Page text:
If seeing Idris Elba punch a tiger sounds like a hoot, you’re going to dig what’s atop of the specials board at the Universal Studios Cafe this week.
Idris Elba anchors a South African-set throwback about a widow touring the biodiversity hotspot to capture its natural beauty and buy cheap levitra au many beasts with his two children. While on a trek, Nate – accompanied by local, and long-time friend Martin (Sharlto Copley) – encounters a village of slain locals and soon enough, a ferocious rebel lion.
An aesthetically-blessed B-movie creature feature, this “Jaws in the Jungle” may be somewhat predictable, a little ludicrous at times, and not at all ground-breaking (after all, Stephen Hopkins’ The Ghost and the Darkness tread similar ground back in the 90s), but like those popcorn-primed crowd-pleasers of the 80s and 90s, Beast is ridiculously entertaining. From its matinee idol lead (and to a lesser extent, his likeable ‘buddy’ played by Copley), the fingernail-chomping pace, remarkable sound design, and magnificent villain, Beast is so effective it’ll turn you off the www.viagra.ca idea of an African safari permanently.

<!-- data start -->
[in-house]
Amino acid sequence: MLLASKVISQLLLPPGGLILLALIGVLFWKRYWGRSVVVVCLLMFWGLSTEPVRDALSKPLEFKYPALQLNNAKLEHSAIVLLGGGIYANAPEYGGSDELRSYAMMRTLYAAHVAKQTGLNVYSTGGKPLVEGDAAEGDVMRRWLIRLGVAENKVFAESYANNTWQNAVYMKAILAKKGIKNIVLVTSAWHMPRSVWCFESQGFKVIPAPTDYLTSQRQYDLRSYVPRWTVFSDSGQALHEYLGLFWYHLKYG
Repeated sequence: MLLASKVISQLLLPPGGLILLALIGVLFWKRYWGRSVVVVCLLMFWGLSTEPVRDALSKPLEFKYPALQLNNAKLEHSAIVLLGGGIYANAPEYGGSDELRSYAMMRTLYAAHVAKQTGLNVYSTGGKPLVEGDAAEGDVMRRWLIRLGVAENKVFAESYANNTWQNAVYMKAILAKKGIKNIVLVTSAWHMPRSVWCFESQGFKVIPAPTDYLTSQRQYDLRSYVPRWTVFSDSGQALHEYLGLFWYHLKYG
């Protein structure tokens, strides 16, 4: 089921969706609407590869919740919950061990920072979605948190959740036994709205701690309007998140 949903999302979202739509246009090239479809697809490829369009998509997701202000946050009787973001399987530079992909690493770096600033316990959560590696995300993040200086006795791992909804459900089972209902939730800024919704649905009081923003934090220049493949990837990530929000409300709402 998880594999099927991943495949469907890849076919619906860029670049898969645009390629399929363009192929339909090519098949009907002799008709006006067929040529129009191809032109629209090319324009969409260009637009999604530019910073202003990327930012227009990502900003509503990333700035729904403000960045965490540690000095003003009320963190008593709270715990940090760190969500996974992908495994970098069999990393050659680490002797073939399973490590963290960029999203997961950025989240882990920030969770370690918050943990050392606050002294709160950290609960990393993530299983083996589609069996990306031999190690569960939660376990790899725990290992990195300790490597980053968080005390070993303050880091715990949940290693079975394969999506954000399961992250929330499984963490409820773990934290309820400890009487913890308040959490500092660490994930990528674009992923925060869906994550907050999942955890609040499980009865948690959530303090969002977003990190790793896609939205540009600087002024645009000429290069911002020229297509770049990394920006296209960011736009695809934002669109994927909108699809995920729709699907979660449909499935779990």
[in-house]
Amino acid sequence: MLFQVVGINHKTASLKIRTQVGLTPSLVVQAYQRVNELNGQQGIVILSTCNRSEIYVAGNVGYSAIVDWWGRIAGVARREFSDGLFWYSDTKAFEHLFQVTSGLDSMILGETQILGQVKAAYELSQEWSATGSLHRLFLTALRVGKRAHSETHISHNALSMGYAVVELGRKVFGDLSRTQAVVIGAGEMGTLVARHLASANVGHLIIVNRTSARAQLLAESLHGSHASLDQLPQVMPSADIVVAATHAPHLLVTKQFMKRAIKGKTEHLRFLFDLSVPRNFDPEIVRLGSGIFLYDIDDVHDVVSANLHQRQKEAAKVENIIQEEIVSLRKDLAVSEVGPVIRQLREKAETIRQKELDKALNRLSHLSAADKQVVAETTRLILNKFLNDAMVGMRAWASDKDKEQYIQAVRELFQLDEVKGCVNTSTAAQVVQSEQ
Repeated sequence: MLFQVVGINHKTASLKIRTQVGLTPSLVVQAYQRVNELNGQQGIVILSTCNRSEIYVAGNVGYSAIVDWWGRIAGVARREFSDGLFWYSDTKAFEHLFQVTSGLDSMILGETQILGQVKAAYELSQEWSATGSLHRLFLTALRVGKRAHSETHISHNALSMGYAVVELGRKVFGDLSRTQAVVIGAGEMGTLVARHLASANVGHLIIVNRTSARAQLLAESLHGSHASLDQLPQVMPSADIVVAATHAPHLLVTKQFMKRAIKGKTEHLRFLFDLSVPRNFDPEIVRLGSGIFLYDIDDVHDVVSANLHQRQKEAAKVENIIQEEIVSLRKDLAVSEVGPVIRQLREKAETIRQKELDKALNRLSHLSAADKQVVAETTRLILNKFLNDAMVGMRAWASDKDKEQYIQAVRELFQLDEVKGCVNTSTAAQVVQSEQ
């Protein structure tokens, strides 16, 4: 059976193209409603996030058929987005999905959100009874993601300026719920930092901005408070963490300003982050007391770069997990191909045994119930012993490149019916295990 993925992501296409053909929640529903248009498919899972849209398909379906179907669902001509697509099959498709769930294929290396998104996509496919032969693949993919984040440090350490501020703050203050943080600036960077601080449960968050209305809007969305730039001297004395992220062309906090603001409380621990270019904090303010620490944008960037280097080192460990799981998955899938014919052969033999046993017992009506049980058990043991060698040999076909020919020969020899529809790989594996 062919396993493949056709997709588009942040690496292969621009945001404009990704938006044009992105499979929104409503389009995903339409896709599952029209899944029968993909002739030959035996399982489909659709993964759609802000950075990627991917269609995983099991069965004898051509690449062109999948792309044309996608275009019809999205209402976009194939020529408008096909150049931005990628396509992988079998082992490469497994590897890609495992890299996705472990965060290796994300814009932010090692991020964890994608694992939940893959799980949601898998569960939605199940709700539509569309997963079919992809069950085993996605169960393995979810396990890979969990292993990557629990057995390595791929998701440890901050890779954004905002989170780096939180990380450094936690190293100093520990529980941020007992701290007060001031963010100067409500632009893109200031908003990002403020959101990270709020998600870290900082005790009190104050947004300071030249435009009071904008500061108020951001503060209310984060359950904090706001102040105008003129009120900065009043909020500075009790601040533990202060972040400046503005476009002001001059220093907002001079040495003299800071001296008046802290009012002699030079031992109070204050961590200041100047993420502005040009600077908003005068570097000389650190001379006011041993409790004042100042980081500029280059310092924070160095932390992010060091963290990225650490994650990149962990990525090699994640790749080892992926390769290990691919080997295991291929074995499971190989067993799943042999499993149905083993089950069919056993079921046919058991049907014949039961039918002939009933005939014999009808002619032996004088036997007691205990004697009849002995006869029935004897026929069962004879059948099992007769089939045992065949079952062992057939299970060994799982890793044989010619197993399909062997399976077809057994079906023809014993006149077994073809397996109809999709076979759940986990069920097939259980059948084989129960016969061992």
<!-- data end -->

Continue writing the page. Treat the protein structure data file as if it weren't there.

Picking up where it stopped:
Orphan : First Kill
Take the twist away from Chubby Checker, and his roster’s somewhat lacking. Does the same go for Orphan: First Kill, now that fans of the original are well aware of the punchline?
Surprisingly, no – though, to be fair, the scares do overshadow the suspense this time. William Bell Brent’s prequel tells the backstory of young (hee-hee) Esther as she escapes from a mental hospital in Astonia and heads to America. It’s there that she decides to masquerade as the missing daughter of a wealthy family.
Anchored once again by a truly astonishing and sinister performance by Isabelle Fuhurman, this pitch-black follow-up mightn’t encompass the surprises of the original – especially now that the buy sale cialis super force usa title character’s big secret is well known to cinema goers – but its imaginative direction, some absolutely jaw-dropping moments of suspense and terror, and clever plotting by David Coggeshall, helps it stand out from the peers.
Grim but good.